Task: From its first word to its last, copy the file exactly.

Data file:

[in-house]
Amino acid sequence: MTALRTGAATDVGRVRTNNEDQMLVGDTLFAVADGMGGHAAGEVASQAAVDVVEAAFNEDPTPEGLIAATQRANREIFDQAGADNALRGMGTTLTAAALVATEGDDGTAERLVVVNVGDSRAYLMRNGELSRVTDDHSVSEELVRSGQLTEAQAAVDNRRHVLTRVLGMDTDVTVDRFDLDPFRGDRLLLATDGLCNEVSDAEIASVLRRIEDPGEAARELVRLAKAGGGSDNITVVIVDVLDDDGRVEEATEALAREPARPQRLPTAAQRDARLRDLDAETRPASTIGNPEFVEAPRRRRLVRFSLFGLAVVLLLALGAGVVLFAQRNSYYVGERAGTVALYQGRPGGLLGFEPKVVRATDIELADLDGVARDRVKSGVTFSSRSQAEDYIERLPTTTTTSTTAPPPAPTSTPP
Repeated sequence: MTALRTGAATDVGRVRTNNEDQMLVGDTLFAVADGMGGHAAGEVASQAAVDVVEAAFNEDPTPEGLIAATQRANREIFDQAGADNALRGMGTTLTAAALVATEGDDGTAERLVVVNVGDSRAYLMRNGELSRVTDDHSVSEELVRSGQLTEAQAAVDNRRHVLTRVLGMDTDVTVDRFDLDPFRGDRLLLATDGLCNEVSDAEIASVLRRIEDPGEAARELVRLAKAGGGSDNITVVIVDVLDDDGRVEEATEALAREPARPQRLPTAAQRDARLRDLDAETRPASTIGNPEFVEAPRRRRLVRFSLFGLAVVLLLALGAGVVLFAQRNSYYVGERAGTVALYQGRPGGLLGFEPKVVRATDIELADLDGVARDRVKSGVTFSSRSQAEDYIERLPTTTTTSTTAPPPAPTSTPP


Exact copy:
[in-house]
Amino acid sequence: MTALRTGAATDVGRVRTNNEDQMLVGDTLFAVADGMGGHAAGEVASQAAVDVVEAAFNEDPTPEGLIAATQRANREIFDQAGADNALRGMGTTLTAAALVATEGDDGTAERLVVVNVGDSRAYLMRNGELSRVTDDHSVSEELVRSGQLTEAQAAVDNRRHVLTRVLGMDTDVTVDRFDLDPFRGDRLLLATDGLCNEVSDAEIASVLRRIEDPGEAARELVRLAKAGGGSDNITVVIVDVLDDDGRVEEATEALAREPARPQRLPTAAQRDARLRDLDAETRPASTIGNPEFVEAPRRRRLVRFSLFGLAVVLLLALGAGVVLFAQRNSYYVGERAGTVALYQGRPGGLLGFEPKVVRATDIELADLDGVARDRVKSGVTFSSRSQAEDYIERLPTTTTTSTTAPPPAPTSTPP
Repeated sequence: MTALRTGAATDVGRVRTNNEDQMLVGDTLFAVADGMGGHAAGEVASQAAVDVVEAAFNEDPTPEGLIAATQRANREIFDQAGADNALRGMGTTLTAAALVATEGDDGTAERLVVVNVGDSRAYLMRNGELSRVTDDHSVSEELVRSGQLTEAQAAVDNRRHVLTRVLGMDTDVTVDRFDLDPFRGDRLLLATDGLCNEVSDAEIASVLRRIEDPGEAARELVRLAKAGGGSDNITVVIVDVLDDDGRVEEATEALAREPARPQRLPTAAQRDARLRDLDAETRPASTIGNPEFVEAPRRRRLVRFSLFGLAVVLLLALGAGVVLFAQRNSYYVGERAGTVALYQGRPGGLLGFEPKVVRATDIELADLDGVARDRVKSGVTFSSRSQAEDYIERLPTTTTTSTTAPPPAPTSTPP